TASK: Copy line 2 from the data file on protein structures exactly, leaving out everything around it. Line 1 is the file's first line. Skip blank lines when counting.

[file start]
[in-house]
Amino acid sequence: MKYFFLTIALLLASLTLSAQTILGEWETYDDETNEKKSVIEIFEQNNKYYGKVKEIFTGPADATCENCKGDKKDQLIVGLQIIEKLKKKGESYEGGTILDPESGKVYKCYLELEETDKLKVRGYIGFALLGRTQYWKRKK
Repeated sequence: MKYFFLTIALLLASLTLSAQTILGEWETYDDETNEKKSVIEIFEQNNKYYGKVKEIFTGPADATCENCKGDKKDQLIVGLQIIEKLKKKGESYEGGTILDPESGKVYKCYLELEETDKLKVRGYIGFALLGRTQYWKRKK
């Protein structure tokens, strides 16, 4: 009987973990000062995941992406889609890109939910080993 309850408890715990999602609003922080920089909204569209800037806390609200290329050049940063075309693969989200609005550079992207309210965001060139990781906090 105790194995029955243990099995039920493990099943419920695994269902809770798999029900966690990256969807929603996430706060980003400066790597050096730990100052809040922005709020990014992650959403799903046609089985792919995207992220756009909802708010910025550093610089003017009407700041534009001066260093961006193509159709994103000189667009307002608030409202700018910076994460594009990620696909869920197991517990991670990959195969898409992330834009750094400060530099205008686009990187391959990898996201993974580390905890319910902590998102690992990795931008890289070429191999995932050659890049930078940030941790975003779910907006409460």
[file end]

Amino acid sequence: MKYFFLTIALLLASLTLSAQTILGEWETYDDETNEKKSVIEIFEQNNKYYGKVKEIFTGPADATCENCKGDKKDQLIVGLQIIEKLKKKGESYEGGTILDPESGKVYKCYLELEETDKLKVRGYIGFALLGRTQYWKRKK